Klaus-Martin Treder: YES - WHAT

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Open: Fri-Sat 11am-6pm

Jägerstrasse 5, 10117 Berlin, Berlin, Germany
Open: Fri-Sat 11am-6pm


Klaus-Martin Treder: YES - WHAT


Klaus-Martin Treder: YES - WHAT
to Sat 7 Mar 2020
Fri-Sat 11am-6pm

FeldbuschWiesnerRudolph Klaus-Martin Treder 1

FeldbuschWiesnerRudolph Klaus-Martin Treder 2

FeldbuschWiesnerRudolph Klaus-Martin Treder 3

FeldbuschWiesnerRudolph Klaus-Martin Treder 4

FeldbuschWiesnerRudolph Klaus-Martin Treder 5

FeldbuschWiesnerRudolph Klaus-Martin Treder 6

Klaus-Martin Treder explores painting from very different angles and pushes it to its limits. This makes him an important role model also for a young generation of artists who understand the medium as a spatial event. Even Treder’s most painterly pictures are based on the strategy of montage and combinatorics, with which he makes art permeable for everyday life and society. Thus the monochrome surfaces of his picture-filling paint piles are enriched with the applications of prefabricated drippings alongside consumer items such as tubes, flacons, or colorful candy. It is this progressive approach to the everyday, the personal, the material that gives his paintings and sculptures a new anthropological dimension. Most recently, Klaus-Martin Treder is also regularly present in the exhibitions of public institutions and collections because of his multi-layered references to the (art) history of abstract painting from Pop Art, Concrete Art to Ready Made.

Sonja Klee (art historian) in conversation with Klaus-Martin Treder in preparation for his exhibition “YES – WHAT”

SK: The Snoeck publishing house recently published a comprehensive catalogue of your work of the last ten years. It shows your three groups of works – the pictures, the objects and the posters, to put it in a simplified way – on which you are continuously working, and the archive gives an insight into your experimental series. How essential is this simultaneous multi-perspective approach to painting for you?
My work is based on it; it arises in intervals and the catalogue concept expresses exactly that. I keep the series within the groups of works open; it is a continuous, differently connected process in the interplay of formats. Since 2003, the objects have developed through the division of the images from these into space and into an autonomous category. The first poster was created in 2004; to date there are almost 30.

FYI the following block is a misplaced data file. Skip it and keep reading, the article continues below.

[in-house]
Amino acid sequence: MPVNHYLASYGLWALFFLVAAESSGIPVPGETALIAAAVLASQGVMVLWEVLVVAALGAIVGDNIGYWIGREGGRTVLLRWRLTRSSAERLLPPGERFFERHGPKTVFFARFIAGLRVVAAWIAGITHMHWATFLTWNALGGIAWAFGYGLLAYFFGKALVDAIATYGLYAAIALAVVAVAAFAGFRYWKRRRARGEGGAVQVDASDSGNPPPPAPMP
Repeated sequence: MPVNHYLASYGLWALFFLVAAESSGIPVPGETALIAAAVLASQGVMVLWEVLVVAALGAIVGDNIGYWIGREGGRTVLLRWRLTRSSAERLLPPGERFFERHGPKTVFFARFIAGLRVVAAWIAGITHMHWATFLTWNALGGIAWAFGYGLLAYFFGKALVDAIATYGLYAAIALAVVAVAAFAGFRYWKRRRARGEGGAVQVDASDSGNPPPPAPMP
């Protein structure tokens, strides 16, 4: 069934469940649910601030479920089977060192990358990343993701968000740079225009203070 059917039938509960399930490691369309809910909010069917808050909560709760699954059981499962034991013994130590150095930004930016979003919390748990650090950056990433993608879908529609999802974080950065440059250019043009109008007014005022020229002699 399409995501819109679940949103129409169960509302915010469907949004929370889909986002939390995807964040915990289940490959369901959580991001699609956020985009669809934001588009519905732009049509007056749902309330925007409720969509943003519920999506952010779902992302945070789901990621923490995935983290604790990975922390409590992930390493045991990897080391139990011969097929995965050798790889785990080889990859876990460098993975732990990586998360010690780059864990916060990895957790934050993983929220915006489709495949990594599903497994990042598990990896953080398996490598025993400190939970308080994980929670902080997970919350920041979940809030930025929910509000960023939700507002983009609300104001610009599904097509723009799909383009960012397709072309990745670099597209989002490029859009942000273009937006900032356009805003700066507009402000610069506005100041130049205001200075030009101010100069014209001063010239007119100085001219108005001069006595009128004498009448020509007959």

KMT: Both groups of works accompany, accentuate or contrast the painting, which is my actual starting point and which I think very much from the material, i.e. the colour itself. For this reason, I do without a ductus, bring the colour onto the picture carrier through indirect, naturally also with the play of chance, in drippings and colour pours, which are then again completely calculated and enriched by “artificial” applications of drops and the like. This can sometimes look very wild, as in the series “Loss of Orientation and Aesthetics” or “Super Sensitive Drops”. I set signs of expression, but as a rhetorical gesture, a conceptual expression, so to speak.

SK: In the pictures, especially in your series “Colour Garden”, which are exhibited here, you don’t just see colour, but rather things embedded or placed on top of it, objects that you usually recognise from everyday life, such as cosmetics, can tops and much more. What meaning do these things have in the context of your painting?
For me, the things first become abstract when transferred to the picture, part of the painterly code and contribute to forming the abstract picture. On the other hand, I also treat colour as an object. There’s a beautiful statement by Marcel Duchamp that conveys roughly the perspective I mean. He speaks of the paint tubes the artist uses as manufactured finished products and concludes that all the paintings in the world are assisted ready-mades and also assemblages. In other words, color as a readymade, like things, but at the same time inseparable from its formal, colored, haptic quality, which enters the picture, and ultimately not from its dimension of content. The view of the human being right up to the supermarket shelves and in this sense a humanized abstraction, as it were.